Organizers want the first Patterson scholarship to be awarded in fall 2017 and every year thereafter. 

In addition to the scholarship, Patterson will be recognized with a room named after him in the Beus Center. The room will serve as a meeting place for students, faculty and visitors and will spark conversations about Patterson’s career.

The scholarship and room dedication is an opportunity for ASU Law to “make a statement,” said Peter Kiewit Foundation Professor of Law Myles Lynk. 

“It’s a way to mark Cecil’s passage through the law school, and his impact on the community,” Lynk said. “He’s always been such a positive force for good, always wanting to bring everybody up. He’s continually a man in motion.”

The 76-year-old’s first thoughts of becoming a lawyer date back to his childhood in Newport News, Virginia.

“My dad used to sit and talk about having wanted to go to law school at the table when we’d eat breakfast or dinner,” Patterson said. “He didn’t have the money.”

Patterson graduated from Hampton University in 1963, majoring in history, but couldn’t afford law school. He joined the Air Force instead.

His five-year military stint involved tracking and intercepting Soviet warplanes. His final assignment was Luke Air Force Base in Glendale, where he established his family and planted new roots.

People posing for picture
Cecil Patterson was the only African-American in his law class when he enrolled at ASU in the fall of 1968.

Using the G.I. Bill, Patterson could finally attend law school. He enrolled at ASU in 1968 and graduated three years later. At the time, he was one of only a handful of black lawyers in the state.

Patterson discovered there were inequities in poverty, housing, youth programs and the criminal justice system for people of all color in Maricopa County. He particularly disliked seeing young people go to jail.

“I used to say to kids the system is like a meat grinder and will take a filet mignon and turn it into a hamburger,” said Patterson, who served as a presiding judge of the Maricopa County Criminal Department as well as a juvenile court judge.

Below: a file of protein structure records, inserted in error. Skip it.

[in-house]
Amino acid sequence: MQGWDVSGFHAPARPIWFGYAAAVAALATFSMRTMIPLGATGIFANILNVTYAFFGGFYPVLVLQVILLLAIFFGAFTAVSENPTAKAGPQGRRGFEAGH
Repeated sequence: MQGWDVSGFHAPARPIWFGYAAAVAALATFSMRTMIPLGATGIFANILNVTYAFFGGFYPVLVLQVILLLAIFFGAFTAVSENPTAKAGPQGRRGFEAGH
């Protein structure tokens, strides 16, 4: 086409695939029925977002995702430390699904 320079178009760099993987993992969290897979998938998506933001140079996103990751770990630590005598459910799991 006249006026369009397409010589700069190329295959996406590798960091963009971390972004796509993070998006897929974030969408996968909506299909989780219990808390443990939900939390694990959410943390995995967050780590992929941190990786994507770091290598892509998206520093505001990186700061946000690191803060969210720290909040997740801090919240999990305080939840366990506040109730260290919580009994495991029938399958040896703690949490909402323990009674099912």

Patterson saw prevention as a solution, and he maintained a presence on various community boards that could help, including the YMCA, United Way, Samaritan Health Services and the Red Cross.

“He brought hope, skill and knowledge to the board in hopes that things could be better for family and children,” said Nadine Basha, who served with Patterson on an early childhood initiative in Chandler from 2007 to 2013. “Because of his mind, he always asked the best questions and helped us to focus. Having his perspective was important.”

Education, family values, childhood development and afterschool programs, he could publicly advocate for. Other causes, like promoting minorities within the legal system, he had to approach strategically.

“I was a quiet advocate publicly, but visible and pushy within the organization,” Patterson said. “I found myself a community leader because of my position and role within the African-American community.”

In that role he served the community well, said the Rev. Warren Stewart, pastor of the First Institutional Baptist Church in Phoenix, who has known Patterson for several decades.

“I’ve known judges before, and most live in this silo where it’s hard to interact with them but that’s never been the case with Cecil,” Stewart said. He added that Patterson was reachable, never stopped relating to people and never “stopped advancing the community forward.”

Patterson did so by encouraging bailiffs, court clerks and government workers of all ethnicities to study law, take the bar exam and become lawyers and judges.

“The horizon is far higher and much further than what you can see,” Patterson said. “You just got to get out there and look for it.”

Reaching that horizon almost describes Patterson’s reaction to the endowment that will bear his name in perpetuity.  

“I’m delighted and overjoyed,” Patterson said. “It is something beyond words for me, which is very rare by the way.”  


Top photo: ASU Law Class of '71 alumnus Cecil Patterson (shown in his Chandler home on Feb. 14) was the first black judge appointed to the Maricopa County Superior Court, the first black lawyer in the Arizona Attorney General’s Office and the state’s first black appeals court judge. Photo by Deanna Dent/ASU Now